I might be mistaken, but the Rangers have been averaging over 2 million fans per year since there World Series run. Can’t be an attendance problem. Oh wait, we do have the occasional severe thunderstorm and tornado that can spoil an evening. For those who don’t remember, several years back or maybe it was ten, a tornado was heading right at the Ballpark in Arlington. It did create a bit of commotion. However, we knew all day that the storms were coming and yet Texans took to the Ballpark knowing what might happen. So what is it? Honestly, I don’t have a f… ,need to clean it up, a clue!
Can you imagine, any of these clubs playing in a dome: Tigers, Royals, Indians, Dodgers, Yankees, Red Sox, Mets and a host of others. Personally, I cannot. I’ve never been a fan of the dome. Baseball is meant to be played outdoors, in the elements and if a game gets cancelled, then we have a doubleheader. Oh wait, baseball and the player’s union don’t want to play double-headers. And I thought it was so supposed to be about the fans. My mistake.
There was a time when actually relished a rain-out so we, the fans, could spend the entire day at the ballpark and have not a worry in the world. But then, that was before the MLB Player’s Association became the strongest union in the United States and the baseball commissioners tailored to the fans. Yep, those days are gone.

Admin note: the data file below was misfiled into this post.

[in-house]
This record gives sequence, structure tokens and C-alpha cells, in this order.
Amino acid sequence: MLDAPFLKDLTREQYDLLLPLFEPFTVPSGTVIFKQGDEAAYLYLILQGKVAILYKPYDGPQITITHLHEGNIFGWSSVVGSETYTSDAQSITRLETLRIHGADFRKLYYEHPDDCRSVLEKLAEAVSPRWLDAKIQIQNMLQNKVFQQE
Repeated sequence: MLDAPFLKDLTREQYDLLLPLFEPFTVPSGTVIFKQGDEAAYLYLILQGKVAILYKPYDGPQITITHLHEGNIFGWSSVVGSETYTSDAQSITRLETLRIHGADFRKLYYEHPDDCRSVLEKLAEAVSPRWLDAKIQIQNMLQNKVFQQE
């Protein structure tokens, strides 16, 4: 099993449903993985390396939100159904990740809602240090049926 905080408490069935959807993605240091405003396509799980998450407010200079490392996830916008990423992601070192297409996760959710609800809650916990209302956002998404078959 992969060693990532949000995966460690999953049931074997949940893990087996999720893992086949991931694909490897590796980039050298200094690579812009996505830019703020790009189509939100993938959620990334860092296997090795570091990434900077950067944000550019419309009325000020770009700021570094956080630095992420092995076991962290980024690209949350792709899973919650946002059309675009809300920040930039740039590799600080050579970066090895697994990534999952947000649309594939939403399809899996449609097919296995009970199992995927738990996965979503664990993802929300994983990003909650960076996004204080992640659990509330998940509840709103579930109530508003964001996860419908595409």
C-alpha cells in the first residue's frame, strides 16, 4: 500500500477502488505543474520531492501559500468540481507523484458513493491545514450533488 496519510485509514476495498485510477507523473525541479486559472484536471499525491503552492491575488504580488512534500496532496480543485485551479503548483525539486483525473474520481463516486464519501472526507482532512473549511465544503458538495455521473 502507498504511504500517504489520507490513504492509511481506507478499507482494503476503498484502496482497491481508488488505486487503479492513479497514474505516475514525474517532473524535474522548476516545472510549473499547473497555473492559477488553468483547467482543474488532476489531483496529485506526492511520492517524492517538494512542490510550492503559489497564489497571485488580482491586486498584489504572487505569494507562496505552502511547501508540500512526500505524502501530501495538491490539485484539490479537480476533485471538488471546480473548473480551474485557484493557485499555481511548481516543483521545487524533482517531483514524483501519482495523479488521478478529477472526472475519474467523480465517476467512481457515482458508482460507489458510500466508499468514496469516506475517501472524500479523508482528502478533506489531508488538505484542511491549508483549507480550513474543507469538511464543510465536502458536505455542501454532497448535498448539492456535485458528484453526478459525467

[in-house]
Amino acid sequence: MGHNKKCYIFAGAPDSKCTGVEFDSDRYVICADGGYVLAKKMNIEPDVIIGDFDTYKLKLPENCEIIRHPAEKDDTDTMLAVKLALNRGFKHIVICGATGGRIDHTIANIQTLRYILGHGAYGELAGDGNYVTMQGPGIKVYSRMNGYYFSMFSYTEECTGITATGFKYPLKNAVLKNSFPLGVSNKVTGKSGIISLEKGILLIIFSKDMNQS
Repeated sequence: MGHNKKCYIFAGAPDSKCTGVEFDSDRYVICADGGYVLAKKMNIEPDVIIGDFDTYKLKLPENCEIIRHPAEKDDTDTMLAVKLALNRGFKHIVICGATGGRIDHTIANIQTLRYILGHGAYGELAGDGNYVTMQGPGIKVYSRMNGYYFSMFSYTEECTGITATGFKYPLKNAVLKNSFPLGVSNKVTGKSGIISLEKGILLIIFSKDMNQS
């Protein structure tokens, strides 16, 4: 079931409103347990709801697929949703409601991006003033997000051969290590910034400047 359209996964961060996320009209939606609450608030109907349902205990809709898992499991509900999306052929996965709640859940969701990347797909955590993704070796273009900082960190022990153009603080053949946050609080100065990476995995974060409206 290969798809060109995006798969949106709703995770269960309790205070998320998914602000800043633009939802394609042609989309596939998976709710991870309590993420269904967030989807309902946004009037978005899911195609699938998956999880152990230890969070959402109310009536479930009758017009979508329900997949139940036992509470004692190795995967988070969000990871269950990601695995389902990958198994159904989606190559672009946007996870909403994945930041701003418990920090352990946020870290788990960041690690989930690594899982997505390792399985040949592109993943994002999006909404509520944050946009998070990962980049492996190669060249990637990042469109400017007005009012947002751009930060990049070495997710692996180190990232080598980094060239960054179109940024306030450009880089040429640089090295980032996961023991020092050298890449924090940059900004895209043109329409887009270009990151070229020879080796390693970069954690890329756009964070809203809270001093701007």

Look, the bottom line for me is this, if I want to go to a game when the temperature is 100 degrees and sweat my rear off in centerfield, that’s my choice. If I want to endure the North wind barreling through the stadium in April, to the point I’m stuck to my seat, again, that’s my choice.
So, do the Rangers and residents of Arlington really need to build this monstrosity? My vote is no!
Will it be nice when it’s finished in 2021? Damn well better be.
Tuesday, May 10, 2016
It took a day or two to get over Wilson's crushing blow, Sunday. And DeShields added insult to injury. I must say, the Tigers are in one of those slumps that drives manager's wild. You're in the game and everything is looking good and then BAM, it falls apart so fast you don't know what to do. Verlander had a great outing till he got in a little trouble. Lowe took the mound and Comerica went silent three batters later. A 2-0 lead vanished! It was extremely disheartening to say the least. When Wilson made contact with that pitch, the question wasn’t would it make it out, the questions was, how far before it came down to Earth. That aside, I did feel a little better when the Rangers wound up on the other end of a grand slam Monday night. Not much, but a little. What does Detroit need to do? Nothing dramatic. This is the beauty of baseball. Remember where the Rangers were this time last year? Dead last and written off. I'm hoping the Tigers are in the same boat.